Starting in 2008 and finishing 12 to 15 years thereafter an additional 100ha of land to the immediate south and west is being quarried. This will be progressively restored with wildlife in mind before being gifted to Yorkshire Wildlife Trust.
Nearest bus stop is North Cave village 0.5 miles away.
Come off at Junction 38 of the M62/A63 and take the B1230 east to North Cave. At the first crossroad in the village, turn left onto Townend Lane and follow the brown reserve signs. If approaching north on the A1079 Market Weighton bypass take the minor road south through North Cliffe to North Cave then follow signs. The nature reserve is 15 miles west of Hull, of Cliffe Road on Dryham lane.
Mires Beck Nursery
Mires Beck Nursery is just next door to North Cave Wetlands - it's a perfect place to extend your visit!
In addition to their 14-acre site and huge array of plants, they have a woodland walk and provide horticultural training for people who have learning difficulties.
Visitors will have different access needs and abilities and we want to provide some basic information about the reserve to help you decide whether this is a place you would like to visit and to help you plan.
Walking at North Cave Wetlands
A circular footpath runs around the perimeter of the reserve which take one to two hours to complete. Footpaths are mainly grass and stone surface - all on a flat level for very easy walking, wheelchairs and pushchairs. The stone paths are accessible all year round but grass paths can get very muddy in winter.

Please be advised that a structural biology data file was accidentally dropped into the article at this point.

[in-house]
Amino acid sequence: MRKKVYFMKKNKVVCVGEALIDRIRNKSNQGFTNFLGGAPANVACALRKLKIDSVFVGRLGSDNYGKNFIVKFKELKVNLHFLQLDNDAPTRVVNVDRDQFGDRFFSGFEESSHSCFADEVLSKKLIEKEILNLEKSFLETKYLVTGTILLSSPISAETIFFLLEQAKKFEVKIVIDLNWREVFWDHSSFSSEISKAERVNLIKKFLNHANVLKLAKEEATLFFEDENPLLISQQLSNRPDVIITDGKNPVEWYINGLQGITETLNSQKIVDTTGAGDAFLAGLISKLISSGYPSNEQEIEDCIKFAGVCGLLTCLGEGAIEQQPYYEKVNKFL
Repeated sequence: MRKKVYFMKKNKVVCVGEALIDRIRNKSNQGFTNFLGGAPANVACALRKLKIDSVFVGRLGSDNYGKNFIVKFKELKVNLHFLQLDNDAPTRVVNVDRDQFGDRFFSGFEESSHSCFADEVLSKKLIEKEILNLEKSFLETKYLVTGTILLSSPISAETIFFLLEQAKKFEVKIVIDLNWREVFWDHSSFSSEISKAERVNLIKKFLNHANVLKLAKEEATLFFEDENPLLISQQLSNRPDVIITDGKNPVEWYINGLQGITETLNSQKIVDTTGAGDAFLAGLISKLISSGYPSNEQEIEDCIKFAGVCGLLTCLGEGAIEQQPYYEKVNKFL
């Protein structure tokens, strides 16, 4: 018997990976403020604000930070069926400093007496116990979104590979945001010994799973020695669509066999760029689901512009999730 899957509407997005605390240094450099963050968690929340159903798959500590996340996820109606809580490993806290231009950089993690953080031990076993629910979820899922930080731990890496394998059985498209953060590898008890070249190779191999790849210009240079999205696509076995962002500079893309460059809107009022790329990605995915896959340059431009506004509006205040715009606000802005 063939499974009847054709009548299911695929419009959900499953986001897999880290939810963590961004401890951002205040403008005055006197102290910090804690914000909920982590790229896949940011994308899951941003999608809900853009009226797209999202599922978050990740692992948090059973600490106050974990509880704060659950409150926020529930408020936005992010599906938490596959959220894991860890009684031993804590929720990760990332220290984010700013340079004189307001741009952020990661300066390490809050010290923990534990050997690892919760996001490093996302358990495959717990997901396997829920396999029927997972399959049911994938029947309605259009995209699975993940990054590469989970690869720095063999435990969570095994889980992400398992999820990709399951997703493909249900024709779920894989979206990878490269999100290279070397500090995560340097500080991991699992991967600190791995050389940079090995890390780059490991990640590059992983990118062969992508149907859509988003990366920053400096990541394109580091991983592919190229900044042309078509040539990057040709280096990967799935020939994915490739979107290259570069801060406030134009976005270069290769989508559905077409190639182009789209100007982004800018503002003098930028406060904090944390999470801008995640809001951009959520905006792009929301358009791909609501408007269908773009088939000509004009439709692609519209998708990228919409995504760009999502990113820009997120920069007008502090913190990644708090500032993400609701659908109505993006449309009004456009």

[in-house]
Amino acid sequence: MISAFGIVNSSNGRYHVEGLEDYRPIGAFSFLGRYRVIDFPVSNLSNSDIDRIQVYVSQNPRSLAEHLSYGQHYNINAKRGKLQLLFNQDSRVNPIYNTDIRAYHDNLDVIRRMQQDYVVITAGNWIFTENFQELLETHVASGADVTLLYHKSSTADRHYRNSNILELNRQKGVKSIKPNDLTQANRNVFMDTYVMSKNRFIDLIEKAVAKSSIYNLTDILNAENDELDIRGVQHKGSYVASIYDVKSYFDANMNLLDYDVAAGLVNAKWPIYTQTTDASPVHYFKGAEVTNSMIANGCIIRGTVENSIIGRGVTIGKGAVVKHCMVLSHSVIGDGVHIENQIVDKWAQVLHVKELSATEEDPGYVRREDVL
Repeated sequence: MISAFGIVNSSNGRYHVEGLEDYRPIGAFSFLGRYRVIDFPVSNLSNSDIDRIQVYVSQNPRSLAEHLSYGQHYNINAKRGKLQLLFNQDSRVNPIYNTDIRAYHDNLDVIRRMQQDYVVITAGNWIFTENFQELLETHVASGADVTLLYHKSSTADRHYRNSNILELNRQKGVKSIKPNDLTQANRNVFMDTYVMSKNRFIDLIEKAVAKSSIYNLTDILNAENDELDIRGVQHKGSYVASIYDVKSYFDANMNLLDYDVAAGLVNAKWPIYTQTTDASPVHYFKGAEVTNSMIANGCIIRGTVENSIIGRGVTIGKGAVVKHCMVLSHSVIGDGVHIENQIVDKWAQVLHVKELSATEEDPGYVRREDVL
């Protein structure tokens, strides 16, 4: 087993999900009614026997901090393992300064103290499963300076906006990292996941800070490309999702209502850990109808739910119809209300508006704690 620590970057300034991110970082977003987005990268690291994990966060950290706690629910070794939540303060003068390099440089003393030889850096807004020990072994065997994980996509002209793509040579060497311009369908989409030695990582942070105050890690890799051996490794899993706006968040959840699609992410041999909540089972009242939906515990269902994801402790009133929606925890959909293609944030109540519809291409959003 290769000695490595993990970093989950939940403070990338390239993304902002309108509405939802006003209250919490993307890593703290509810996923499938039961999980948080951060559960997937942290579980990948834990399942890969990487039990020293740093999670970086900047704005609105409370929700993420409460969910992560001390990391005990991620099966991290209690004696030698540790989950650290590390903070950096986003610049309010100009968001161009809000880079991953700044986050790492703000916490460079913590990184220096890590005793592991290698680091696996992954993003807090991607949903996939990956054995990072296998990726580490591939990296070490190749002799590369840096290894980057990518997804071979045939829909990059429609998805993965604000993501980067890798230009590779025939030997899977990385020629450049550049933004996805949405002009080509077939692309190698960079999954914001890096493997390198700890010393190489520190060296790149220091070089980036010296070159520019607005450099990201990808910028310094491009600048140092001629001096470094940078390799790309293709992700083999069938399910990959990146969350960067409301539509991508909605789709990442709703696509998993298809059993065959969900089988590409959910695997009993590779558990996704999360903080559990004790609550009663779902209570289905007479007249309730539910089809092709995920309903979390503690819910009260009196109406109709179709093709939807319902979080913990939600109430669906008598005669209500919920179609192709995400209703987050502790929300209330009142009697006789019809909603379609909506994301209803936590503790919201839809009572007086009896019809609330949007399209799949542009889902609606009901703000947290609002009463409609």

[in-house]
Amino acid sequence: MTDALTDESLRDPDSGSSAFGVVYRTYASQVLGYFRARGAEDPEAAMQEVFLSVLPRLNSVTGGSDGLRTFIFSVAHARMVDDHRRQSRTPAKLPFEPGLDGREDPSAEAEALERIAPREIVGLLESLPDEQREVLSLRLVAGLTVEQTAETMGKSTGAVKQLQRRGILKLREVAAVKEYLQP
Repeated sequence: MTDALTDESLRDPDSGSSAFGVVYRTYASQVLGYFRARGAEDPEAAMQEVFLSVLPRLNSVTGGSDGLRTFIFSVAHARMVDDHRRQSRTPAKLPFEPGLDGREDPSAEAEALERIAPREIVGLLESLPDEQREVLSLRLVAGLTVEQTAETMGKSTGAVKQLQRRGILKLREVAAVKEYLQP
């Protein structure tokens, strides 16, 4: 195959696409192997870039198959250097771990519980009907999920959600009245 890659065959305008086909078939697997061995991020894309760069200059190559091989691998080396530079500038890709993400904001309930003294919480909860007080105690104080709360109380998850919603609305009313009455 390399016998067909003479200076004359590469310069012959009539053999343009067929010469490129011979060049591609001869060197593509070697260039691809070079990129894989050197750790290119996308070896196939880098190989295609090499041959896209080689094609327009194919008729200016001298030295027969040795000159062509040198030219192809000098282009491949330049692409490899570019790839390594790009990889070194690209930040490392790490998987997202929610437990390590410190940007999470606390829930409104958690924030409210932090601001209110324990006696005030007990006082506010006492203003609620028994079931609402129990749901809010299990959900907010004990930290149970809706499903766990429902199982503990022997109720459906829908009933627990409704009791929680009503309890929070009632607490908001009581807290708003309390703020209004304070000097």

Footpaths to South hide, Crosslands hide, East hide, Turret hide and Crosslands hide are hard surface footpaths.
Benches are located all around the reserve and in hides.
There are three gates on site - all are easy to open pedestrian gates.
There is a large car park with two disabled parking places situated at the entrance to the reserve.
There are two compost toilets on the reserve with disabled access.
Five hides on site East, South, North, Turret and Crosslands. All hides except Turret are fully accessible with wheelchair viewing space. All hides have benches.
As the name suggests, there are two flights of steps up to Turret hide with six steps on each flight. This is the only access to turret hide.
One set of steps to Crosslands hide of approx. 8 steps. Also a disabled access path to the hide for wheelchairs and pushchairs,
The Little Butty Bus is on site from 8am to 2-30pm providing hot and cold food and drinks six days a week apart from Mondays.
There is very good mobile signal across the whole reserve.
The What3Words code for the car park is punters.merchant.diner
Reedbed work starting Monday 1st March
As part of the restoration at North Cave (from quarry to nature reserve), six years ago we planted two large reedbed nurseries with 10,000 reed plugs supplied by a local nursery. These were intended to be used as a major supply to the future extensions to the reserve.
These reedbeds have matured over the years and the quarry restoration is now at a stage where we can start to translocate the reeds into the future reserve extension. This work will begin on Monday 1st March.
The reeds will be cut by machine from the nurseries then transported on a large flat bed trailer along Dryham lane into the translocation site, so please don't be alarmed if you see this happening. It's all part of our planned work and vision for North Cave Wetlands.